Now, ten years after the storm, one might ask: What has all that talent achieved?
The answer, in the most basic sense, is that Brad Pitt’s Make It Right Foundation has built more than 100 houses, all equipped with solar panels and other eco-friendly flourishes, for families who otherwise might not have been able to afford a home. The group has plans to build at least 41 more, and in many blocks of the Lower Ninth, it is the only active builder.
But what the “starchitects” have achieved is considerably less. In fact, the vast majority of the homes built so far came from designs created by other, lesser-known architects that Pitt hired. In fact, none of those three most celebrated architects - Mayne, Ban and Gehry - can claim to have built any more than one prototype home out of the scores that have been built.
What happened? With the Mayne and Ban efforts, at least, the story is of the kind that gives contemporary architecture its aura of Alice-in-Wonderland elitism: the designs proved to be too clever to be built on a budget - that is, in reality. The two may be visionaries, but they appear to have fallen well short of what the Lower Ninth needed.
Construction costs in the Lower Ninth Ward, maybe even more than a typical location, is an important issue. It is a neighborhood of low- and moderate-income homeowners. Through special financing, the foundation seeks to ensure that homeowners don’t have to pay a mortgage above what their incomes can bear. The construction budget was $150,000. The visions of Ban and Mayne, apparently, couldn't fit within that critical constraint.
The home design by Thom Mayne’s firm, Morphosis, did perform a neat architectural trick: the home can float, if necessary, in the next flood. But that feat depended on some pricey building technology.
Likewise, the home design by Shigeru Ban, a Japanese architect known for his "paper architecture" and working in disaster sites around the world, was distinguished by elegant interior walls, bearing built-in shelves made of maple plywood, officials said. Unfortunately, the carpentry didn't come cheap.
The cost of building each of those surpassed the budget, foundation officials indicated, and if an architect wouldn’t revise the design to meet the goal, it did not move into general production.
"We had to keep in mind that these designs are for the people who will live here and not for the architects portfolios,” said Jordan Pollard, design manager for Make It Right. “If an architect is going to make a move on this budget, it has to be one move, and it has to be small - and architects tend to want to make 10 moves.”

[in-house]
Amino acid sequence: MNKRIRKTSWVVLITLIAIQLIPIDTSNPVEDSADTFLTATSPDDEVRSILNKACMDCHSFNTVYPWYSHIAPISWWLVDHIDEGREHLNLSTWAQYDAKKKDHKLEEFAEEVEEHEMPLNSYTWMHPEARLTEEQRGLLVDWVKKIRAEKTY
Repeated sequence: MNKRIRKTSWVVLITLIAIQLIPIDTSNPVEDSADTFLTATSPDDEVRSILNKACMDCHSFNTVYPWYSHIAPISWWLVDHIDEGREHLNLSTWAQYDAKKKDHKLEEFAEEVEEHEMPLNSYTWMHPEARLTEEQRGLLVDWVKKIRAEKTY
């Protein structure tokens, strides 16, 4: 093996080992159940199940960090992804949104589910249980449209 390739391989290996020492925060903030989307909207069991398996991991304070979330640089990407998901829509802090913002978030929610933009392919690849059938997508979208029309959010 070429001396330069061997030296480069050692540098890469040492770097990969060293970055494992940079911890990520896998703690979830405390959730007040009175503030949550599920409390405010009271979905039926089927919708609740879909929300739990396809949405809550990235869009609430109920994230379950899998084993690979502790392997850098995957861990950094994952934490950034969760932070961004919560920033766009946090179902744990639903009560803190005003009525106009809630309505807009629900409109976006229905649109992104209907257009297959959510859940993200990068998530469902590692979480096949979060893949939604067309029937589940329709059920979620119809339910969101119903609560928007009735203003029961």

Ban's office did not respond to a request for comment.
Brandon Welling of Morphosis said that the Make It Right foundation proposed building a version of the house without the capability of floating but "we were resistant to that idea as it was not consistent with the urban or manufacturing goals of the project."
He noted that "a number of the more conventionally built houses were eventually expanded in size, which likely made them more desirable for some homeowners."
In the case of the prototype by Gehry, the designers came close to budget goals. He designed a duplex for which the budget goal is $300,000. The prototype came in at $350,000 and that’s close enough, foundation officials said, that it could easily move beyond prototype. So far, however, most of their clients have been looking for a single-family home.
“We could very likely build the Gehry house again if we find the right homeowner,” said Taylor Royle, a senior advisor to Make It Right.
As a result, the vast majority of the homes in the Lower Ninth Ward have been designed by architects without international renown, and several seem just as interesting, like this one by Bild Design, led by local architect Byron Mouton.
Indeed, the design most often selected by residents and built by the foundation came from a local architecture firm, Billes Partners. At least 17 copies of its home design have been built for Lower Ninth residents.
The result was a design that looked something loosely like New Orleans historical building styles, he said, the shotguns and camelback homes. He reluctantly made changes in the design to meet cost constraints, too.
Why was their design so popular? Gerald Billes speculates: “We did actually listen to what the neighborhoods folks might like in a house... They were looking for a porch, and they were were looking for a protected area to drive their car into. And they wanted something that looked familiar.”